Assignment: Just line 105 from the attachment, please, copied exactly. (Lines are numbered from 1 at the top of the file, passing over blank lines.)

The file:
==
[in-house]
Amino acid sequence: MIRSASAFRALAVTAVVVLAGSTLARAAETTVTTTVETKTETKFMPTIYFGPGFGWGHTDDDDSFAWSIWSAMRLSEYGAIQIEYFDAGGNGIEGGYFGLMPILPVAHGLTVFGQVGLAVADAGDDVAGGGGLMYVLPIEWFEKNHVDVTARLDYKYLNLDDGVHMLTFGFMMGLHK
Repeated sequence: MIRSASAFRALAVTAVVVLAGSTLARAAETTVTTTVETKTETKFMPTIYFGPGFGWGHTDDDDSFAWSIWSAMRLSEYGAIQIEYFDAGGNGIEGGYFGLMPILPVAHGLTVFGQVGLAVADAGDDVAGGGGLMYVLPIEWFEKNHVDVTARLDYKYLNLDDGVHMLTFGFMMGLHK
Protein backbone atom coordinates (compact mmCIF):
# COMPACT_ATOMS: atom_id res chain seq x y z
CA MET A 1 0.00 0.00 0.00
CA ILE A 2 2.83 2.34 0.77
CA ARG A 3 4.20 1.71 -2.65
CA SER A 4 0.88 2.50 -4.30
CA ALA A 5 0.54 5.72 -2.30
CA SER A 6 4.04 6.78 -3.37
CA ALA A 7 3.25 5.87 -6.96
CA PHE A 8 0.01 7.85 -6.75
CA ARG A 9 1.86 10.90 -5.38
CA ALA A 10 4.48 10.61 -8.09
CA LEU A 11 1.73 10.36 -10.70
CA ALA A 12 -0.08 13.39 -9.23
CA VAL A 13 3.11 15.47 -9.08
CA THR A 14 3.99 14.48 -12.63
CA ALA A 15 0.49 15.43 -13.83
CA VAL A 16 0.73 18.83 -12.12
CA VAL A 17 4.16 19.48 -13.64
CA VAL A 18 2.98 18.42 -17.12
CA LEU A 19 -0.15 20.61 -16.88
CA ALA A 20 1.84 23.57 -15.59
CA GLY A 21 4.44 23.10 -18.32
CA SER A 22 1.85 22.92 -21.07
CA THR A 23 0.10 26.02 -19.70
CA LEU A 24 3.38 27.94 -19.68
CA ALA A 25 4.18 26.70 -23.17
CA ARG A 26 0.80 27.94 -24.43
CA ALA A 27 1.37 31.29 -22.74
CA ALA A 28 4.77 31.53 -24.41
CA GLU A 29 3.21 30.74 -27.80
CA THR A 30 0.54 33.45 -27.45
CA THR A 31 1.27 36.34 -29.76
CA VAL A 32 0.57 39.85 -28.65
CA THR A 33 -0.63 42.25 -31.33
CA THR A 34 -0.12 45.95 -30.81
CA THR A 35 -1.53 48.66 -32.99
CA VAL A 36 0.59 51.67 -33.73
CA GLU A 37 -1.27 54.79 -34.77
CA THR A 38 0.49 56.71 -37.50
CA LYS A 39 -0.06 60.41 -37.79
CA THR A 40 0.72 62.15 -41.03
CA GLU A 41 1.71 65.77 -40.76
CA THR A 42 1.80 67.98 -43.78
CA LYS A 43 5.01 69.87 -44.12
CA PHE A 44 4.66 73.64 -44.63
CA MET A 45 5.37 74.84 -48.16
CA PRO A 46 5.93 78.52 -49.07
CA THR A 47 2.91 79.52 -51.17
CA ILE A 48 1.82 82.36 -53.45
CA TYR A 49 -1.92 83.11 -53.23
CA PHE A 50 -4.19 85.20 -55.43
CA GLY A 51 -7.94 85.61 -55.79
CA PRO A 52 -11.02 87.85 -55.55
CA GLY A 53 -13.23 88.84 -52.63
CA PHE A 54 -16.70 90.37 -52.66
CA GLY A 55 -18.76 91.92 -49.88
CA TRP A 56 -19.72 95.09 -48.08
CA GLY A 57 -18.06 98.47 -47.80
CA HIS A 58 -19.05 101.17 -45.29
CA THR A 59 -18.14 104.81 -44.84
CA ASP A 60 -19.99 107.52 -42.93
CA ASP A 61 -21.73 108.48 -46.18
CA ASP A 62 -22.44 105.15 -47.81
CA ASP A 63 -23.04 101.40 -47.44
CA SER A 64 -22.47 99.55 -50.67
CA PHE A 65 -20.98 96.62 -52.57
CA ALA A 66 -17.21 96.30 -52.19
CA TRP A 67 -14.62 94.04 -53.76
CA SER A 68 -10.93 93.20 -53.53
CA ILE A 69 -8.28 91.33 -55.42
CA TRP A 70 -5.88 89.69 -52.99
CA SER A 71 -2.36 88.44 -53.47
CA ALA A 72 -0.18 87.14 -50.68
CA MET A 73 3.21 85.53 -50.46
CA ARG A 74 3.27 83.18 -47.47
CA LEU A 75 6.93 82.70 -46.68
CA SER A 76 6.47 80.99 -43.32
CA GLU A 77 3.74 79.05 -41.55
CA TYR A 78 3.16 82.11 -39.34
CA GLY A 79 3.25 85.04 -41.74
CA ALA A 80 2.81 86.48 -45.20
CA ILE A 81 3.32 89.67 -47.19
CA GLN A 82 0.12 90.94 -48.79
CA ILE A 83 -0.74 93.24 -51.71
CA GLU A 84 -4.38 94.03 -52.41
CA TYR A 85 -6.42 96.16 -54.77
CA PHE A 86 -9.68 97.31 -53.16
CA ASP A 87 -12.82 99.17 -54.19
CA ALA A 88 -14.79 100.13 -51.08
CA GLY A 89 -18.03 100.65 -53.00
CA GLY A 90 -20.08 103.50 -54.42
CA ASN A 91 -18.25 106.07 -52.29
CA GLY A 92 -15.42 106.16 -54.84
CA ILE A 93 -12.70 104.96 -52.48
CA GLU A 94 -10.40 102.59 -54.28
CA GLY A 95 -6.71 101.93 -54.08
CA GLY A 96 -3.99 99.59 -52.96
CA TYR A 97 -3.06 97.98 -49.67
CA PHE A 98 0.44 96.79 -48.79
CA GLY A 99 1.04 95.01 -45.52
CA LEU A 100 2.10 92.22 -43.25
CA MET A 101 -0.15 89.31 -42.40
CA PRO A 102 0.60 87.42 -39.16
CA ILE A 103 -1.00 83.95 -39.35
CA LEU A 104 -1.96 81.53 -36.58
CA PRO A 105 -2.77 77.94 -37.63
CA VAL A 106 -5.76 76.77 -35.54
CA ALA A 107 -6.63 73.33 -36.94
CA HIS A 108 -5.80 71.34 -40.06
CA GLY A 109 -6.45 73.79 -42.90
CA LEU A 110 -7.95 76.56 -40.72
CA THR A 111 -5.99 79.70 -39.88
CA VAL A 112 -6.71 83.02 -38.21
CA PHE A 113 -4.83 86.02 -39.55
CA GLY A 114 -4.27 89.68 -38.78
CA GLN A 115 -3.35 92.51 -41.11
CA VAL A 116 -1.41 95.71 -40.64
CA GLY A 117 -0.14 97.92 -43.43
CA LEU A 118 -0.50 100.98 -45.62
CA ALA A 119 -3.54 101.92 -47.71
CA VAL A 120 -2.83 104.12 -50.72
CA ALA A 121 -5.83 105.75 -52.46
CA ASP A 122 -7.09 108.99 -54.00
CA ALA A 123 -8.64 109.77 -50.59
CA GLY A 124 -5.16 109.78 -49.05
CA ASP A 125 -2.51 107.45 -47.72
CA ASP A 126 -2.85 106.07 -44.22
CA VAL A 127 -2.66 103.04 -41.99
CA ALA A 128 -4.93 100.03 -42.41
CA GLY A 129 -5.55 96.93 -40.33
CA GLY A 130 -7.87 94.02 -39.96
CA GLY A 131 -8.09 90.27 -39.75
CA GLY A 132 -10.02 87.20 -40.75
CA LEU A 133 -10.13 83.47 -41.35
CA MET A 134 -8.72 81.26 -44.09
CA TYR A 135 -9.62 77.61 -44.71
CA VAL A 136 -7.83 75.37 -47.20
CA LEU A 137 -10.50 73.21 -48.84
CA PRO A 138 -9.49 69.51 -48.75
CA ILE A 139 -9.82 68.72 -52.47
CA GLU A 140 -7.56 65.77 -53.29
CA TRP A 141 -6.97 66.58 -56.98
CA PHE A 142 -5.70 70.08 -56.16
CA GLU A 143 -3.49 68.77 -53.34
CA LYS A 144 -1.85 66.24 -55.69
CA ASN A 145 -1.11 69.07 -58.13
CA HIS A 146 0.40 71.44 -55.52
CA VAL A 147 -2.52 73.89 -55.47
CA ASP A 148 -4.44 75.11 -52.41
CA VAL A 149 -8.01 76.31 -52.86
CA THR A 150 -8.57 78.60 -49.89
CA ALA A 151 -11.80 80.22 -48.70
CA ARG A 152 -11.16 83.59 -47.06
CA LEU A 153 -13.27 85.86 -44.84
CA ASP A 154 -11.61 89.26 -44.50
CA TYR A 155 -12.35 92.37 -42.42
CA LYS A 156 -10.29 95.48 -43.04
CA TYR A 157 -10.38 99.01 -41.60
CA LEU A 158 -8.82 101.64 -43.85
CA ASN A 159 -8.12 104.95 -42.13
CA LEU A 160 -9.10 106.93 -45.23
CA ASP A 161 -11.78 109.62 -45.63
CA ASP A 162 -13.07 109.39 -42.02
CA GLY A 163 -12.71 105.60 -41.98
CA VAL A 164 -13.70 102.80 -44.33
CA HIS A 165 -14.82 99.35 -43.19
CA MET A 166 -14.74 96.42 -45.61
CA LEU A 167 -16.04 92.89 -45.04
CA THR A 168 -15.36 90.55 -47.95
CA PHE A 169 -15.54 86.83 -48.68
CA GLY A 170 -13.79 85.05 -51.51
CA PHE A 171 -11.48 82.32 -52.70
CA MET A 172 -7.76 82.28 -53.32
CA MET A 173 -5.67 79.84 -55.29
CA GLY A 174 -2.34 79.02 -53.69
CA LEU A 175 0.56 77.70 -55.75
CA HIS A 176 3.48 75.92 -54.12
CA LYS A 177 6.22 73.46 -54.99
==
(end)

CA LEU A 100 2.10 92.22 -43.25